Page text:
Lucie Bernheim

Bzzz Bzzz. The alarm clock went off at 3:59, just shy of 4am. The rhythmic speed coming from my chest increased with every move I made. I slid out of bed, and my phone lit up with a text. I’m outside. Let’s go before the sun rises. I looked around my childhood bedroom in the dark. I memorized the crack on the right side of the ceiling. The paint that I had picked out when I was 12 still remained, in that awful grape color. What was I leaving behind? What was I running towards? I didn’t know. I wiped whatever tears fell from my face and opened the window and let myself down. I followed the headlights and opened the passenger side to his 2004 Pontiac. He smiled at me and said, “This is the beginning of forever, Hayden,” I smiled back at him, secretly hating the cliche of his words.

“Put the car in drive, Carter,” And soon that town we left was another dot on a map. It happened so quickly and suddenly, this was already another moment in the past.


“Aren’t you going to answer that?” Carter glanced down at my phone screen that lit up. It was my mother.


He laughed, and I suppose that should have been a warning sign.

It was now about 2pm, and we were driving through Oklahoma at this point. My mother had called five different times so far. I think Carter could sense my uncertainty. But if he did, he didn’t try to let on.

“It’s you and me against the world, Hayd,” I just wasn’t so sure he was right. I pulled out my camera and filmed the landscape around us.


Later that day we stopped at a hole in the wall diner in Amarillo, Texas. We sat down in the corner booth.

“Feels just like old times, huh?” Carter smiled crookedly. The waitress came by to take our order. There was this silence that’s louder than the sound of the Lite FM playing through speakers and the chairs scraping the floor.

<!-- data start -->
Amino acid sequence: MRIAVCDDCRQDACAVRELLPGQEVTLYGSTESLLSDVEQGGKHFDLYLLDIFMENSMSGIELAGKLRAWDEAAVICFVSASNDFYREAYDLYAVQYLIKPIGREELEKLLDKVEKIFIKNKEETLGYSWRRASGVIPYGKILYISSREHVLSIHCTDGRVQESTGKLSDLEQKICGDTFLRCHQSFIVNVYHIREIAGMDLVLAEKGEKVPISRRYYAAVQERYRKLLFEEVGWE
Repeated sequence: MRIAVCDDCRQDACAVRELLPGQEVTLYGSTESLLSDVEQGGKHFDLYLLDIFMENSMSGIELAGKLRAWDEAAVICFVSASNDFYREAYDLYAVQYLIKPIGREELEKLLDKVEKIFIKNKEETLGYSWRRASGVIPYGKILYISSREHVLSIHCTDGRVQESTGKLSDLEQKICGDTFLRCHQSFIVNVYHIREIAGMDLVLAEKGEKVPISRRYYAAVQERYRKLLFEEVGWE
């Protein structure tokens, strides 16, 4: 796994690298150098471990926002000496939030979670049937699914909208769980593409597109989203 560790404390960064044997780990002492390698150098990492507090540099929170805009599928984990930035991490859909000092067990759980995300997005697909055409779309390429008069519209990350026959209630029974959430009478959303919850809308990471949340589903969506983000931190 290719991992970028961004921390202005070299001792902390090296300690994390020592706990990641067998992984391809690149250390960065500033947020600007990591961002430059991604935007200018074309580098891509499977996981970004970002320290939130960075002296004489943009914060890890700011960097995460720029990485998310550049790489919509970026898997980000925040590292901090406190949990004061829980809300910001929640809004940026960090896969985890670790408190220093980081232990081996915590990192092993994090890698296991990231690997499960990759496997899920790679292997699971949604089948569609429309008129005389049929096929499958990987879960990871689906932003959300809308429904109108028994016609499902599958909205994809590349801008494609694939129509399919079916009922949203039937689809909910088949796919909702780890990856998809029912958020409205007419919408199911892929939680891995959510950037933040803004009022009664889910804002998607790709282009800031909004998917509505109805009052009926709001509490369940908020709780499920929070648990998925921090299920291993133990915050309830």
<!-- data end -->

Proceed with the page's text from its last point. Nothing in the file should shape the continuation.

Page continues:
“Penny for your thoughts?”

“Oh, it’s nothing,”

“I can tell when you’re lying, Hayd.” He could always read me so well.

I looked up from the place setting I was studying. It was intricate silver; I could tell it hadn’t been polished for a while. But there was history to them. They told a story that I didn’t know. And that’s what I wanted. I was chasing that mystery- I longed for a story to tell, longed for a story to share.

“I was just thinking back to when we first met.”

“Ah, the good old days.”

“What did you think when you first me?”

His eyes looked distant in that moment, like he was somewhere else. “I thought that it was really cool how into your filmmaking you were. You did your own thing, and I admired your ambition,” He looked at me. “A lot’s changed in the past three years, huh?”

“Yeah. I turned down film school, and you turned to gambling,”


“I know. That was a long time ago,” The waitress brought our food and filled my coffee cup. We ate in silence for a while.

Carter grabbed my hand at some point.“I’m glad we’re here.” His eyes gleamed and pulled me back in like they had when I was 16. I squeezed his hand and resumed eating.